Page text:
How to create a climate plan for your businessHow to create a climate plan for your business
Three sustainability experts offer valuable guidance on building a climate plan from the ground up. Here’s how to go about engaging everyone—from grower to consumer to employee—and why this all matters in the world of natural consumer packaged goods.
April 24, 2018
"For this to be meaningful for your organization—for climate action to matter—you must look at your entire system. It's simply inadequate to look only within your four walls; you've got to incorporate the supply chain, too."
—Renauld des Rosiers, Amy's Kitchen
Part 1: Materiality and buy-in
There's no perfect formula to follow: It's as unique as your company's DNA.
Figure out what's important vs. what's realistic, and what could have the biggest impact.
Agriculture can be a great option to help mitigate climate change because of the huge ability of soil to build and retain carbon.
Discover the nine commitment areas for The Climate Collaborative, and use these as a foundation for building your climate action plan.
You need a climate champion to keep this going and drive it through your company.
Part 2: Amy's Kitchen—a recipe for sustainability
Leverage your partnerships, especially when you have small departments and limited resources.
Some 70 percent to 95 percent of value chain emissions are outside of a company's four walls; you have less control but your level of impact is potentially higher.
Peer collaboration: STFA, OSC2, the Climate Collaborative and Sustainable Packaging Coalition are just a few of the groups out there to support your efforts.
Third-party certification is a really good way to go in terms of making it real and concrete (e.g., True from GBCI, RE100, Science Based Targets, USDA Organic and more.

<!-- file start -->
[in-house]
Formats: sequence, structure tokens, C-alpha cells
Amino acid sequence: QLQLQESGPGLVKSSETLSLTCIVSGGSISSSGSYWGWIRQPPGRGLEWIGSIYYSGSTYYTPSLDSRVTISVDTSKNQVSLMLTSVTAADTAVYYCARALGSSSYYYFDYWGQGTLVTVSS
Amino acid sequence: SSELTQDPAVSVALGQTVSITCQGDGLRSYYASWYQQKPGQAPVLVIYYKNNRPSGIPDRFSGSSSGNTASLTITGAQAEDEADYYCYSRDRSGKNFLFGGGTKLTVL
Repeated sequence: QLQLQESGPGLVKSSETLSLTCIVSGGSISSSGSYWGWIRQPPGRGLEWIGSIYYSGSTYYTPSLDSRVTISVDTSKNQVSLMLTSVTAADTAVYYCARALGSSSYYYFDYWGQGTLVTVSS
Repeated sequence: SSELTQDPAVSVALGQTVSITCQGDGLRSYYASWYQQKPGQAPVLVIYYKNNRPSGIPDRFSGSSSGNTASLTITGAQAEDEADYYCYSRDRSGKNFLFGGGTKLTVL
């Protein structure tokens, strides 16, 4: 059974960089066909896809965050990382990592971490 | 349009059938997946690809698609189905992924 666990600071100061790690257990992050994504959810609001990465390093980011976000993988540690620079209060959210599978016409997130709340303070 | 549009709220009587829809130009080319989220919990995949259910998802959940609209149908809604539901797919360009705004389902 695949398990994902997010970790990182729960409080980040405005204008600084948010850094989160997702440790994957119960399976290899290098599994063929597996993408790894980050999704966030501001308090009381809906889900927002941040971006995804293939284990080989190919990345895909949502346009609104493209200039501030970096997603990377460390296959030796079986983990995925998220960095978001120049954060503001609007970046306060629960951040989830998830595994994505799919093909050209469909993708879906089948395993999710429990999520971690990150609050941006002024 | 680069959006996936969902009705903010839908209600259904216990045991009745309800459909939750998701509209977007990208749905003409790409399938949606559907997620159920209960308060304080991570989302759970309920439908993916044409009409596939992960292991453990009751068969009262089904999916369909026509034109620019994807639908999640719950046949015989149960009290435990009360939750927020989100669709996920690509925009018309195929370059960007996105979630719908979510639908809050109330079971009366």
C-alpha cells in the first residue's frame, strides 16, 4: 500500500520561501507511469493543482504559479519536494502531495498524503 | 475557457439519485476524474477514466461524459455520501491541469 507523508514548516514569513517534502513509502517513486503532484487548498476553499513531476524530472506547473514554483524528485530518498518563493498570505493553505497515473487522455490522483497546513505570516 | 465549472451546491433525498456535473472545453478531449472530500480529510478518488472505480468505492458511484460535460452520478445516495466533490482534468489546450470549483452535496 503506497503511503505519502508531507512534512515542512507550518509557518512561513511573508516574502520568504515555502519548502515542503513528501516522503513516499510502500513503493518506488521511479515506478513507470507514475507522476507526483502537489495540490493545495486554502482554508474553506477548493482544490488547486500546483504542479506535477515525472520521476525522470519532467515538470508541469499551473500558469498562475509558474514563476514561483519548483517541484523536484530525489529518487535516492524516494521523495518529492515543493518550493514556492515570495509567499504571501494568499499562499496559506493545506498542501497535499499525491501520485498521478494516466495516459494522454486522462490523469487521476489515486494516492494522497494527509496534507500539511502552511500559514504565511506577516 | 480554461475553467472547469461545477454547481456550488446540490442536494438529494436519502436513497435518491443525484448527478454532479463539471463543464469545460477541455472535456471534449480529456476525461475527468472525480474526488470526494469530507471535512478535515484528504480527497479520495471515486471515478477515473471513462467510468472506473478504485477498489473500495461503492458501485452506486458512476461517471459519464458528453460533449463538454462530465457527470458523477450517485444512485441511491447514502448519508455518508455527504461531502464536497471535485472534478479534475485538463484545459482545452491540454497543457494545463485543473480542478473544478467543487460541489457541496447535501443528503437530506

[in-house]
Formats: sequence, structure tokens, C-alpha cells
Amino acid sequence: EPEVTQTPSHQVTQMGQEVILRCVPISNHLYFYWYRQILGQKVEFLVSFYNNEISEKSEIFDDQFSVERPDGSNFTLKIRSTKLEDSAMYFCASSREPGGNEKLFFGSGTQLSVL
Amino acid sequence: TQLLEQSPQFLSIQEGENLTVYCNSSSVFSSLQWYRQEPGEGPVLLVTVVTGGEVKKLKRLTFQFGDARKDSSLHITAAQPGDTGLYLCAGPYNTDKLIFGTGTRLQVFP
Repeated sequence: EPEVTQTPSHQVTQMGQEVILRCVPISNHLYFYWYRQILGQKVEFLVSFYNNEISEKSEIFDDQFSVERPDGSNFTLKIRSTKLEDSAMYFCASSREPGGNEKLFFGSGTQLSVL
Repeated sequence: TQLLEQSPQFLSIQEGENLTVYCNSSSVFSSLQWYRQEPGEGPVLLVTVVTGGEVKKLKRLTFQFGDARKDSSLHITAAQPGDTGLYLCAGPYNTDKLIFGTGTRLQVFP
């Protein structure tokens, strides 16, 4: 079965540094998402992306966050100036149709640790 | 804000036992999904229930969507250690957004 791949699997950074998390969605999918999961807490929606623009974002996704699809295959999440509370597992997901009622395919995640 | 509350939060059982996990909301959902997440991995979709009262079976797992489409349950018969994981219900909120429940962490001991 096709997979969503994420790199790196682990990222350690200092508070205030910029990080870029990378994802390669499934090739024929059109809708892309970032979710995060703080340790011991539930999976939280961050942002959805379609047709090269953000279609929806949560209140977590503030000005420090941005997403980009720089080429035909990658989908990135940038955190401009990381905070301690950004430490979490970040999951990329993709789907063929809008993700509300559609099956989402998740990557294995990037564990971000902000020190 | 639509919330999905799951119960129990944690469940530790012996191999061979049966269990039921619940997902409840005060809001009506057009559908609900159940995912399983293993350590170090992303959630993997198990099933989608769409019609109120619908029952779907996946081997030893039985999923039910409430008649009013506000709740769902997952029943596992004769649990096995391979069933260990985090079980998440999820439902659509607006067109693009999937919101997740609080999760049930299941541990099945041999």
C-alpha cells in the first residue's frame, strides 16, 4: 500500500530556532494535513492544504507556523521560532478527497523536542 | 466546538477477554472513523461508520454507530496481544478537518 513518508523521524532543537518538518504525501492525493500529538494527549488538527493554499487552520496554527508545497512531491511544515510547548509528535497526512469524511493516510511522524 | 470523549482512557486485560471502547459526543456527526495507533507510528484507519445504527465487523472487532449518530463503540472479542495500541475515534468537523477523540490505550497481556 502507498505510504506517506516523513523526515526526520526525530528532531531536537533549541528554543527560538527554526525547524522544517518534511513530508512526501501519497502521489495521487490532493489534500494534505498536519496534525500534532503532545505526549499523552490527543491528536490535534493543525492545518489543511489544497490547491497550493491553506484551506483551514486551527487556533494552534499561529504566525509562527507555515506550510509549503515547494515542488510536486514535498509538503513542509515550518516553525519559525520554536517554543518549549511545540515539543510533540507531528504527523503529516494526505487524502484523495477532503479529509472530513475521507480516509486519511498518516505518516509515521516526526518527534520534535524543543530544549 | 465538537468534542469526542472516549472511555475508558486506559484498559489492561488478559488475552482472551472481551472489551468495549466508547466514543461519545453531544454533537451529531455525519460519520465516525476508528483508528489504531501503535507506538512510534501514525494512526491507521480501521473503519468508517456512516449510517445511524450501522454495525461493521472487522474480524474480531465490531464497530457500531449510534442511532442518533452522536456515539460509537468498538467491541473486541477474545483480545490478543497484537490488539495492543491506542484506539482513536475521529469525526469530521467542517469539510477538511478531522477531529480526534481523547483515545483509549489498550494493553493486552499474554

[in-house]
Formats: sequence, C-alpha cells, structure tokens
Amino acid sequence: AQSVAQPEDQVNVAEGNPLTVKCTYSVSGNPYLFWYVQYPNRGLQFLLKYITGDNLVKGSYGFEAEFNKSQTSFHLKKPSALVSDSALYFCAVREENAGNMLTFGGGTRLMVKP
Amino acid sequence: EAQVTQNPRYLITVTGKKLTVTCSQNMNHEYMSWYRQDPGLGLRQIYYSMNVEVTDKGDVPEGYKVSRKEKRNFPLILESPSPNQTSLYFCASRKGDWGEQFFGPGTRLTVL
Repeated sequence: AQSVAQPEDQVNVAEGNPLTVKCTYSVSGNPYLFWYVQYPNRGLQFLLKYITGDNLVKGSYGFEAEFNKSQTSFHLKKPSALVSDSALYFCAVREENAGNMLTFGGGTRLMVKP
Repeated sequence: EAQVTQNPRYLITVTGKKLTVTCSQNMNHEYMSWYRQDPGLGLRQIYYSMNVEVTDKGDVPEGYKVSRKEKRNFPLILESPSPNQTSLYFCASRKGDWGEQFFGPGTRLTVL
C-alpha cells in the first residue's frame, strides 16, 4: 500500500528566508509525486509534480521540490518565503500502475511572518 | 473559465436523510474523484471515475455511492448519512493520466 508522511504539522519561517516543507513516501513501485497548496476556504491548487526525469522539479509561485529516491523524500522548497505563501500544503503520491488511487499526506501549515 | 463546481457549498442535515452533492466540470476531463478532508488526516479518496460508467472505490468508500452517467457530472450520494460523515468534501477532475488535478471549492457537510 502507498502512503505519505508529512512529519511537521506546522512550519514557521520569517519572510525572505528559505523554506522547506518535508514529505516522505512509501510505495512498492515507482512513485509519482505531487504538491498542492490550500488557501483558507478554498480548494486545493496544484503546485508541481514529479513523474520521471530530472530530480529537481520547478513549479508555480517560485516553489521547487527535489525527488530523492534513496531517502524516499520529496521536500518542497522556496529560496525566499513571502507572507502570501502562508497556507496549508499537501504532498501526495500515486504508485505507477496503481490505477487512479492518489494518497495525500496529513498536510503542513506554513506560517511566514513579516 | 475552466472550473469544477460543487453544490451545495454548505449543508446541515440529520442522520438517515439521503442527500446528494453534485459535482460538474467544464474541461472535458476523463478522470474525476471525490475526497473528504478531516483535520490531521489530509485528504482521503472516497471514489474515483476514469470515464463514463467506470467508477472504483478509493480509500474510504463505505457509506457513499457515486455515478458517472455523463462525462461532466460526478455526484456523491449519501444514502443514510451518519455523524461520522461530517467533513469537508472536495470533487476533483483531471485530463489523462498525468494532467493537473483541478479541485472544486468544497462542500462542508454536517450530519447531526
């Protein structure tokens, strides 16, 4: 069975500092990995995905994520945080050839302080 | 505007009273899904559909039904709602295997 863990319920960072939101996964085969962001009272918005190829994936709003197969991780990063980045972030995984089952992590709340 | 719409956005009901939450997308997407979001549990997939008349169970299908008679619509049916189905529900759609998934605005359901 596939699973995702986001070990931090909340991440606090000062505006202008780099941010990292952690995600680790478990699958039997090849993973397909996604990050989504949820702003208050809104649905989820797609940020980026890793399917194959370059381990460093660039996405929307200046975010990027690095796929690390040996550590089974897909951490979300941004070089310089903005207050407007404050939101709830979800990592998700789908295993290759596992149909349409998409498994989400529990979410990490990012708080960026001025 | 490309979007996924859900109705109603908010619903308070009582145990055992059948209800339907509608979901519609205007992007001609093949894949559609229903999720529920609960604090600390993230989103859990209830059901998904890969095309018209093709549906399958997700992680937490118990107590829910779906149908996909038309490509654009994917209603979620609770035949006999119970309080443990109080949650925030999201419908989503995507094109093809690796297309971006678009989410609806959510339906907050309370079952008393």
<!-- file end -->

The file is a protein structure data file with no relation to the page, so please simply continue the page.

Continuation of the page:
Learn the barriers to climate action and how to overcome them.
Part 3: Farm to yum—our food choices matter
The food system now contributes to one-third of global greenhouse gas emissions; we're part of the problem but also part of the solution.
Several life cycle assessments (LCAs) revealed the biggest opportunities lie in the agriculture space, specifically in the supply chain. Annie's has a Code of Conduct for manufacturers and a Green Bernie award for top-performing suppliers.
Grassroots education on packaging raises consumer awareness around issues such as organic.
Lead by example: LEED Gold certified HQ, Bay Area Green Business certification, 100 percent Energy Star laptops.
Annie's tracks everything: energy, waste and water use; roughly 81 percent of office waste is now diverted from the landfill.
Part 4: Climate mitigation conversion—the low-hanging fruit
Amy's moved to an automated case-packing system, resulting in 15 percent less outer case material used.
Long-term, Amy's is committed to R&D for "a product that doesn't yet exist:" renewable materials, made from plants, recycled back into the soil.
For the first time ever, dinosaurs are not cool when it comes to plastic packaging.
Annie's has a different perspective, focused on education: find "a green hero" who's willing to take on the effort to engage your workforce.
Financial savings can be one incentive for people, but you really need to engage your employees to see the value of sustainability.
Size of sustainability teams and how to work with limited resources.
The WIIFM factor: What's in it for me?
Tracking trash in the supply chain.
This session—Climate 101: The Building Blocks of Climate Actions for Your Company—was recorded at Natural Products Expo West 2018.
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